New Year, New You: Why You Should Consider Working For A Startup This Yearby@jdspiess

New Year, New You: Why You Should Consider Working For A Startup This Year

by Jonathan SpiessJanuary 18th, 2016
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After speaking with many developers, I’ve learned something surprising: most of them never considered working for a <a href="" target="_blank">startup</a> before our discussion. I think that’s a mistake.
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After speaking with many developers, I’ve learned something surprising: most of them never considered working for a startup before our discussion. I think that’s a mistake.

People turn to traditional corporations by default. They rarely consider the alternative, startups. And if they do, they think it’s too risky. But what trade-offs are they making when they decide to forgo startup opportunities?

I’ve spent my career in and out of tech startups (mostly in). My experience has been rewarding, challenging, and exciting. I can’t imagine spending my time any other way.

Here’s why you should consider joining a startup during the next phase of your career.


At companies the size of Google, you’re one of thousands of engineers. Sure, your work means something for the company. But sometimes it doesn’t feel like it. By solving the company’s very specific, narrow problems, you also become siloed. While there are benefits to becoming a specialistic, you find working across the software stack is more fun. You’d rather diversify your skills.

Not only that, but you’re bored. You’re solving the same problems over and over.

If you’re going to spend most of your day coding, you should feel as if your work matters. At a startup, it does. It’s nice to walk into the office every morning, knowing that you can make a difference. Your work directly impacts the success of your company. If you’ve ever built a feature for fun, imagine having it implemented in production to millions of users in a matter of days. Your side projects can change the direction of a company’s product.

It’s empowering.

Cutting Edge

Startups work with cutting edge open source software. If you join one, you might have to spend time spiking on new technologies. You’ll walk away with something new (and marketable). You’ll learn faster because you have to put it in practice immediately.

But at a large company, you’ll deal with legacy software. It might have custom frameworks or languages that aren’t applicable when you leave that company. Every year you spend there is a year where you’re not developing the skills that matter for your future. It may make your next job search that much more difficult.

Stay on the cutting edge of technology if you want to learn quickly, maintain a high market value, and push forward in your career.


Do you have coworkers who show up, do the required amount of work, and leave? Creating a bond with a person like that is difficult. Corporations have large teams of people like this.

I’d rather work with small, committed teams that believe in the product and vision.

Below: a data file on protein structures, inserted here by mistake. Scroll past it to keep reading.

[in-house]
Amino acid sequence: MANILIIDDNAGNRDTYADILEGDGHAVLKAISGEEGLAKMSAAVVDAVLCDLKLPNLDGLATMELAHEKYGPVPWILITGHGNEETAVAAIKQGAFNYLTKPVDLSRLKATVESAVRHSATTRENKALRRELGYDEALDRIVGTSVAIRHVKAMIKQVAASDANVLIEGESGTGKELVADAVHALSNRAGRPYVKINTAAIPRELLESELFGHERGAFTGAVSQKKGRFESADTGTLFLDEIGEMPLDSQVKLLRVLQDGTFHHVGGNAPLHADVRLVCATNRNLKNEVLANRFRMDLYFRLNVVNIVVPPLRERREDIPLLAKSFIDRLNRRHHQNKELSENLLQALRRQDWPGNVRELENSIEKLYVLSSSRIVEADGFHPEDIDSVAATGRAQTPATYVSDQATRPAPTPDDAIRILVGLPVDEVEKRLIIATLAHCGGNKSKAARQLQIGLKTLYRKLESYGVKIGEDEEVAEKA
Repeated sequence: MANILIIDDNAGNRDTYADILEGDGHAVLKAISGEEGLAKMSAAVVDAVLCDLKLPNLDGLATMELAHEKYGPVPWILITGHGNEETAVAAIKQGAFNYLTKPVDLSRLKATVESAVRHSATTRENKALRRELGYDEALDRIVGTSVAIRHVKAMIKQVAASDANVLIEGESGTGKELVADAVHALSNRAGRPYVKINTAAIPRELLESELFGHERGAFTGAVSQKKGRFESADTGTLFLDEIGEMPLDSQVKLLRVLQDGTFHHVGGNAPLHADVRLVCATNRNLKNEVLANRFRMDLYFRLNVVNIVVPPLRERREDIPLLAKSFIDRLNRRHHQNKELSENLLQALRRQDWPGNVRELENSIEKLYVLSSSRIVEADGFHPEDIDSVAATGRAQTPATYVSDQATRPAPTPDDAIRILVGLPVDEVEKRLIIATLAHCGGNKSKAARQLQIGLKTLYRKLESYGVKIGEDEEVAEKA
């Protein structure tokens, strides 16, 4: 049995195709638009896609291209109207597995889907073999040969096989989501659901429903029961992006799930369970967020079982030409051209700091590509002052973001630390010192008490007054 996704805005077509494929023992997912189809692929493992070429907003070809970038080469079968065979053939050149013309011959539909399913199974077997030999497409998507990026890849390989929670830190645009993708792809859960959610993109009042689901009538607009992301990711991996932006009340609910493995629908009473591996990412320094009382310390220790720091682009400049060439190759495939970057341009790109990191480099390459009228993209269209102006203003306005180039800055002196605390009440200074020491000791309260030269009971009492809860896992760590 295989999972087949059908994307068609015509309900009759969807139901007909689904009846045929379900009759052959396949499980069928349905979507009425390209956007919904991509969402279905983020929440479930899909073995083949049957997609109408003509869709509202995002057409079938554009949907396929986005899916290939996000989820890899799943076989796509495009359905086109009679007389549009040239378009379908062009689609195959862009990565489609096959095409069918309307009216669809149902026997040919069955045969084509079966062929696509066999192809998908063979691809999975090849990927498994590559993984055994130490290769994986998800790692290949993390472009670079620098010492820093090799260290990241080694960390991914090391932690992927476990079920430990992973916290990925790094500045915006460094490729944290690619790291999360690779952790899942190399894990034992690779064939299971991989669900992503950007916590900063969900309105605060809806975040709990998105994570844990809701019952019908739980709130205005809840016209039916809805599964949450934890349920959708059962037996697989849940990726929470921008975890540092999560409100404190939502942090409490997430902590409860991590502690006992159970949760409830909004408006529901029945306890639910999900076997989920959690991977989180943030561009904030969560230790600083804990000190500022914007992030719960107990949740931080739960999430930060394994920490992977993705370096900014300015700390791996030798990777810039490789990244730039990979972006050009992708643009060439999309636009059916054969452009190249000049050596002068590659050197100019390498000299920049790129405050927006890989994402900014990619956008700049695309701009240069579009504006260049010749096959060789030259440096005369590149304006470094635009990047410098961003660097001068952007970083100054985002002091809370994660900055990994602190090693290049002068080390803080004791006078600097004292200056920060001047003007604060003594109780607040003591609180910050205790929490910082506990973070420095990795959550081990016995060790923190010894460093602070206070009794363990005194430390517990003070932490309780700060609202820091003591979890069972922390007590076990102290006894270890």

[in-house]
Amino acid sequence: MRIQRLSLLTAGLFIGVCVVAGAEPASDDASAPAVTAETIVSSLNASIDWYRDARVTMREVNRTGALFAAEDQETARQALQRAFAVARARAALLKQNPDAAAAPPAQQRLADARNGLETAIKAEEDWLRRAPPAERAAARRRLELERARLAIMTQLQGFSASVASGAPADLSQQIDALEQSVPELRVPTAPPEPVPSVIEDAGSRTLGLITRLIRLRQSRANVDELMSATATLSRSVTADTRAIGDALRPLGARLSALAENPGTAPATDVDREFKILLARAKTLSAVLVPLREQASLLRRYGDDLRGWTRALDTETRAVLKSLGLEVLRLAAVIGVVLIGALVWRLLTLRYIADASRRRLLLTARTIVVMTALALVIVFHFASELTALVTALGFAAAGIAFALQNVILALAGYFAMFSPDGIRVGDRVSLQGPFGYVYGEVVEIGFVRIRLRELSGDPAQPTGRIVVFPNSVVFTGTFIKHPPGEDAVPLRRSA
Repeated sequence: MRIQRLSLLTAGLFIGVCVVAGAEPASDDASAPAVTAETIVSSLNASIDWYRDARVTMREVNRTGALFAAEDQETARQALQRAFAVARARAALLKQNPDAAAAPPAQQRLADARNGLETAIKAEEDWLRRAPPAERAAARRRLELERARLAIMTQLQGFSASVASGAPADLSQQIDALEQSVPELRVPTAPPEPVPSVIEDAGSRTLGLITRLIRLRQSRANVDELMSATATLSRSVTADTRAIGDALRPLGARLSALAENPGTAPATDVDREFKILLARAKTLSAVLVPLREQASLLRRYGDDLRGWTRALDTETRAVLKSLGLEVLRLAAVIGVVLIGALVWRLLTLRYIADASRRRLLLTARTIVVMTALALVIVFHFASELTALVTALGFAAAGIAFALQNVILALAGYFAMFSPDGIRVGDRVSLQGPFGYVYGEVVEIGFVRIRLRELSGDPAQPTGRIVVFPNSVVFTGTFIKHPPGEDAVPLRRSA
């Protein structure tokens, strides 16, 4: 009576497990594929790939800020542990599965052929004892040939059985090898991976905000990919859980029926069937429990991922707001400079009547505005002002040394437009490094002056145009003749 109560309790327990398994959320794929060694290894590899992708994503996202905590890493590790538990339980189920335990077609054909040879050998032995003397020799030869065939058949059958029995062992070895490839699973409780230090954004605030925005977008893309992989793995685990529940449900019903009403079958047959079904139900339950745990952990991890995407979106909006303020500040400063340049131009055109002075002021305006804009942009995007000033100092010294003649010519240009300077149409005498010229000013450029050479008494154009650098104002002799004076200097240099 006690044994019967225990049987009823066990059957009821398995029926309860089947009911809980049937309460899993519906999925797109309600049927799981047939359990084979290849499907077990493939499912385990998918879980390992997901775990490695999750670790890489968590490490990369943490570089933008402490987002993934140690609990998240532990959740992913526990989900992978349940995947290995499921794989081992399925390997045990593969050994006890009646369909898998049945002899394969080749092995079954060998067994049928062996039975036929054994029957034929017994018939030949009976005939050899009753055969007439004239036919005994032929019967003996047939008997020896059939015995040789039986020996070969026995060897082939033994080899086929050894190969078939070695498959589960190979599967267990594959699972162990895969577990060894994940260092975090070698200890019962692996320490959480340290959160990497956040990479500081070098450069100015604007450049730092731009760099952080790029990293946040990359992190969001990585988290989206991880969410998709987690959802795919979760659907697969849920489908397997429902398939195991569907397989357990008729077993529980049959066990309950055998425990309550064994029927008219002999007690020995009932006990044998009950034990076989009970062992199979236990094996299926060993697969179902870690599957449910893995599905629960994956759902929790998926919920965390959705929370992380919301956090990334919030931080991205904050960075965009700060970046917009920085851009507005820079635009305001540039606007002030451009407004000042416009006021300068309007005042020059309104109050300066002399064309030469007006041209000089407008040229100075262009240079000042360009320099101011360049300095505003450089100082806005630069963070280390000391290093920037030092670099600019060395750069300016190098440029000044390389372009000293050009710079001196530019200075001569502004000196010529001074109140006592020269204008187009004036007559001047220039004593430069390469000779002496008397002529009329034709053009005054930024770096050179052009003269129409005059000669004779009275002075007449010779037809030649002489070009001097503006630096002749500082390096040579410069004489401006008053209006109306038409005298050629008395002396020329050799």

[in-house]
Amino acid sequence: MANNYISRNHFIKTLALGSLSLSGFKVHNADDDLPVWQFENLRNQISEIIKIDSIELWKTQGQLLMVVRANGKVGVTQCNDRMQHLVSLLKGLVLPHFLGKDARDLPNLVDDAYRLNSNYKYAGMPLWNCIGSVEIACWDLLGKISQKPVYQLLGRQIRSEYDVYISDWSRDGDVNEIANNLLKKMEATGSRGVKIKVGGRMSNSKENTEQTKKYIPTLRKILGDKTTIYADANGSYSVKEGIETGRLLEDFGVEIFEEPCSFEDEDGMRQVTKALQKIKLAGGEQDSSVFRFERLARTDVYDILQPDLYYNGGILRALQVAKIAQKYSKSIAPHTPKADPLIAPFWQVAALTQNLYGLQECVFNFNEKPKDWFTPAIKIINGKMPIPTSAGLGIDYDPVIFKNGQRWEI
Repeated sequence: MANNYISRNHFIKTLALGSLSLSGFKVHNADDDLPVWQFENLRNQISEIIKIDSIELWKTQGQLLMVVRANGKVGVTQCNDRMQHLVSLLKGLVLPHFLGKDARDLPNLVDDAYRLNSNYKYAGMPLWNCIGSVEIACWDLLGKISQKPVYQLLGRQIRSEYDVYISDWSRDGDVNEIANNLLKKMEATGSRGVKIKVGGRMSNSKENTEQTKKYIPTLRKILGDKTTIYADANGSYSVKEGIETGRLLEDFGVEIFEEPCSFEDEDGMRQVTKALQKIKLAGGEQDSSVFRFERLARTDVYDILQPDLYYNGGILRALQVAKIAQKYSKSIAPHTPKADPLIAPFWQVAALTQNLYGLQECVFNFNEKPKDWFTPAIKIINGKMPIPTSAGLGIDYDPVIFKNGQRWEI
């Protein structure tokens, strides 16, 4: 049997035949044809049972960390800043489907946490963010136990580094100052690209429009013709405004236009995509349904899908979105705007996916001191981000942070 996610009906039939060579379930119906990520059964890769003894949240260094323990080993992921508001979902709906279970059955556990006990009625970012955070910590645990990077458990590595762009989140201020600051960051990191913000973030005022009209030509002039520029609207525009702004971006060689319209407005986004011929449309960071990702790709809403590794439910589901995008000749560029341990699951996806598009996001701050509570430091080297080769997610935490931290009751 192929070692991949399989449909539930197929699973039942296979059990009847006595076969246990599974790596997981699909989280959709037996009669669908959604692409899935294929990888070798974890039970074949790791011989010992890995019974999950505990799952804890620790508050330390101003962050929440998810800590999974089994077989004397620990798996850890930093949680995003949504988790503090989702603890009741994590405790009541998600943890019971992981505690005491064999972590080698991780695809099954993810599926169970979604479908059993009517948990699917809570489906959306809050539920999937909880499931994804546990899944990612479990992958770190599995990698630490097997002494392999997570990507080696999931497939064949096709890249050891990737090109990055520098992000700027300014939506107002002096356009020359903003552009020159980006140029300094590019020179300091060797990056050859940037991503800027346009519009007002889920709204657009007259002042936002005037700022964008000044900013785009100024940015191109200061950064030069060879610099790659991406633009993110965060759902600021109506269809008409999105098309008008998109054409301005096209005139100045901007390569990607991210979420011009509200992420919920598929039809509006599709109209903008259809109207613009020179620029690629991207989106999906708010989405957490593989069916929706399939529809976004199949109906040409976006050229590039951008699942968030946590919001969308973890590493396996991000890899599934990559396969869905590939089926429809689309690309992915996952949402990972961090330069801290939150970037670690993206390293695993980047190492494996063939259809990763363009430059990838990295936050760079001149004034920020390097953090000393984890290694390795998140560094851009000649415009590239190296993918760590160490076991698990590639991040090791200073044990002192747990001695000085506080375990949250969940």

At startups, the mission drives the company forward. The workers are incentivized and care about the success of the business. You feel like an owner because you’re helping build the company. But you are an owner too. The executive team rewards hard work with stock options. By aligning everyone’s interests, startups face less political issues than large corporations.

Watching a group of people strive to achieve a goal is incredible. It’s even better to be a part of the team.

Monetary Rewards

Much of what I said might not matter to you if the monetary rewards weren’t there. But they are.

The best startups are funded and offer compensation that is reasonably competitive to Google, Criteo, or Facebook. While the fixed salaries might not be as high, they’re comparable. Plus, you get to share in the success of your company through stock options.

There’s a lot of confusion around options. Let’s clear a few things up.

Stock Options 101

Stock options are essentially shares in a company. As your company grows, the value of your shares increases. If your company is acquired or goes public, you’ll be able to sell your shares for a nice profit.

There are a few key components to your equity offer:

  • Percentage: Percentage matters more than total number of shares.
  • Vesting Period: How long it takes you to earn your options. If you have a four-year vesting period (which is typical), you won’t earn your full options until after your 4th year. You’ll earn it over time.
  • Cliff: Most offers include a cliff date as part of your vesting period. If you leave the startup before that date, you walk away from all the equity you’ve accrued. Normally, cliffs are one year.

There’s a lot more to learn. Here are some great resources:

For some more advanced reading, check out:

Learning Opportunities

In my opinion, you should join a startup to learn. What else drove you to become a developer, besides the need to challenge yourself every day?

Not only will you pick up the latest in technology, but you’ll participate in building a company. You can absorb those skills and use them if you ever want to start a business. At Dashlane, two engineers already left to build a startup (with our support).

Make sure you think about joining a startup before taking your next corporate job. If you’re going to make that decision, do it with full knowledge. Make sure you understand all the tangible and intangible benefits you’re leaving behind.

The opportunity cost of not considering a startup for your next career move is too high.